Tuesday, October 25, 2005

Sign Posts on the Journey


What evidence exists that yesterday actually happened? I suppose if yesterday had a big enough event, people are still talking about it today, but how often does that really happen? Most yesterdays seem to be made up of normal everyday life. The sun rises, life continues much as it did the day before, the sun sets, and the world prepares itself for tomorrow.

At some point, however, enough yesterdays have added up that looking around at the world brings to life a startling revelation: life has changed. The kids have become grown-ups, the things that were new seem outdated, and all of those days that seemed so similar to one another have been relegated into the lands of distant memory.

How much looking does it take to start finding evidence of real yesterdays? On an old brick building in Butte, Montana are signs posted high on the walls that read "Danger High Voltage" but there are no wires anywhere near them. Across a two lane blacktop nearby is an old bridge that has a faded orange sign affixed to it. Pipestone Pass is the old highway pass to the east of Butte over The Continental Divide. It has been for years, but there's something else there too. Looking out across the valley to the south of the highway is a huge black trestle that looms high over the trees called "Blacktail." Small towns like Lennip still dot the Big Sky Country just like they always have. And just like always, there's a stock pen that seems strangely out of place. A ghost town called Vananda sits beside US 12 and its large 2-story brick school house is as vacant as it always is.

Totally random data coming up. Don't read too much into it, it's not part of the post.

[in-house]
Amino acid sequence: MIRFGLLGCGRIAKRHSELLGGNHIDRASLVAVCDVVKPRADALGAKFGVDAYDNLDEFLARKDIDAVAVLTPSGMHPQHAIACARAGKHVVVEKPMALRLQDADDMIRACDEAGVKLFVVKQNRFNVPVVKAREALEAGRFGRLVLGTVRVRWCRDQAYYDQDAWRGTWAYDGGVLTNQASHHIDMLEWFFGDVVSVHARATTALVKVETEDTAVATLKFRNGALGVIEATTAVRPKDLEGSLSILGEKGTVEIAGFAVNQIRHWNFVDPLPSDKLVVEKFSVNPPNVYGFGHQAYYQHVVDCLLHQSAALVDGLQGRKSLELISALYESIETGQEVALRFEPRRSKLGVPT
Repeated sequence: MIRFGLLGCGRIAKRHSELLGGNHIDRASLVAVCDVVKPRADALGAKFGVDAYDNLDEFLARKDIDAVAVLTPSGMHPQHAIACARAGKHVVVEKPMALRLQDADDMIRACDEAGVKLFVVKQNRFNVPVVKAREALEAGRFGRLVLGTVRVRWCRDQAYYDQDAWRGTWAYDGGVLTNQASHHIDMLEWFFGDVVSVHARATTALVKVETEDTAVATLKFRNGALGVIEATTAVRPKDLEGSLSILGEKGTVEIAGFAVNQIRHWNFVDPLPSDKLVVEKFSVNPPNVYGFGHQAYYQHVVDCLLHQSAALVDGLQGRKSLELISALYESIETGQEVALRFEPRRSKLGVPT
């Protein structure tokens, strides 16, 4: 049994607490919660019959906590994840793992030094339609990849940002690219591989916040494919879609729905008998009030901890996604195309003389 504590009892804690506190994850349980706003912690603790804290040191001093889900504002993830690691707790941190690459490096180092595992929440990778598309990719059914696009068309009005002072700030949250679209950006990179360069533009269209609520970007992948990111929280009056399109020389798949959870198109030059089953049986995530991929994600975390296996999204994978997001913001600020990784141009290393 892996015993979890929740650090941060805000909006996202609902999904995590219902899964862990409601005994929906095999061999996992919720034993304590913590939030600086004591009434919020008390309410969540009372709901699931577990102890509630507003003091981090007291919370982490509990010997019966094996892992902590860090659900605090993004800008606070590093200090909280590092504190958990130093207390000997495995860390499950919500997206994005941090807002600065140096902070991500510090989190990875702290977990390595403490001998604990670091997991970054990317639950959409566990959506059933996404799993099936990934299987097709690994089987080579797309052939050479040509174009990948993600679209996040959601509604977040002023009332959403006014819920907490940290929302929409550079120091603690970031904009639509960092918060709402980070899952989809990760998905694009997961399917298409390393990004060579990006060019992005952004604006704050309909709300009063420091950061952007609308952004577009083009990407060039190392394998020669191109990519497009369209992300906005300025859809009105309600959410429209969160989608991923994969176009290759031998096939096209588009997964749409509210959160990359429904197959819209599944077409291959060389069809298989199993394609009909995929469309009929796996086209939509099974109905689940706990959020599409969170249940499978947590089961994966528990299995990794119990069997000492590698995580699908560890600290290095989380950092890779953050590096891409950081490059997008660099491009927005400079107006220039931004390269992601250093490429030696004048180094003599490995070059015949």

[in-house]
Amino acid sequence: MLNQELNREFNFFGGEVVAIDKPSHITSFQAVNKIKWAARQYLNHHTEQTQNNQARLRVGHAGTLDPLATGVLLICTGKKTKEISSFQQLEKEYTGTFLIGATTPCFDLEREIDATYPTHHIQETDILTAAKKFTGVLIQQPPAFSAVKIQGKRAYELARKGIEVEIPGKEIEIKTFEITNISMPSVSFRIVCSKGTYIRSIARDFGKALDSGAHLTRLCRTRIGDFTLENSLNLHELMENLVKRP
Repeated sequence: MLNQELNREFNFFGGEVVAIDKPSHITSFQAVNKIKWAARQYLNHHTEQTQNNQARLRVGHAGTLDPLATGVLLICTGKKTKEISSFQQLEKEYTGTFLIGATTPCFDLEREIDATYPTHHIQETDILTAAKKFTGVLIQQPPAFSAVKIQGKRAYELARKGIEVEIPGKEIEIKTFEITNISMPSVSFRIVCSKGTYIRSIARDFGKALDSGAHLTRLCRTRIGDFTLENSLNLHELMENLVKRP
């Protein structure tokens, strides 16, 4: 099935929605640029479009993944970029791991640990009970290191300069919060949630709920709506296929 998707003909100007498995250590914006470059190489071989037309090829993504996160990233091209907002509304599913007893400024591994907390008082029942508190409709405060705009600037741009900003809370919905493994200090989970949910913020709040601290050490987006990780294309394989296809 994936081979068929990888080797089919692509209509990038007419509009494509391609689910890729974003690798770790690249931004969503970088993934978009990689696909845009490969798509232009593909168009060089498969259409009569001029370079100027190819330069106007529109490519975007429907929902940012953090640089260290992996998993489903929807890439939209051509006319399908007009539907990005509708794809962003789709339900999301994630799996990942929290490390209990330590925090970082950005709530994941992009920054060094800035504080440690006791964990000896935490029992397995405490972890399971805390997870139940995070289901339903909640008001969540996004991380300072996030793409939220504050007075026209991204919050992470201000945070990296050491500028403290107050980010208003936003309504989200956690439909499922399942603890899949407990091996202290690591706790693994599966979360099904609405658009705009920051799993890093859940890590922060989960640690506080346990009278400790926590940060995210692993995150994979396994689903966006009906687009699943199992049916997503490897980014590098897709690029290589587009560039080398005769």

In Miles City there's a highway underpass that carries three different highway signs. US 12, US 10, and MT 32. Normal enough, except US 10 hasn't been a US highway through Montana since 1987, there haven't been electrical lines held aloft next to Butte's Milwaukee Road Station since 1974, and Blacktail Trestle has seen no trains since the last one rolled east in the spring of 1981. Everyday seems like the one before, yet change continually happens and leaves signposts behind. Sign posts like these point you in a common direction leading back to different times, different people, different journeys, and history itself.

1 comment:

Marc Entze said...

Nice blogging Leland. Everywhere I go and see remnants of the MILW, it is surprising and disappointing that it no longer exists. Have you seen many stock pens in place along the former MILW?

I've finally got my slides back from the last Hi-Line trip, Hogeland, etc., and I hope to have an entry on that soon.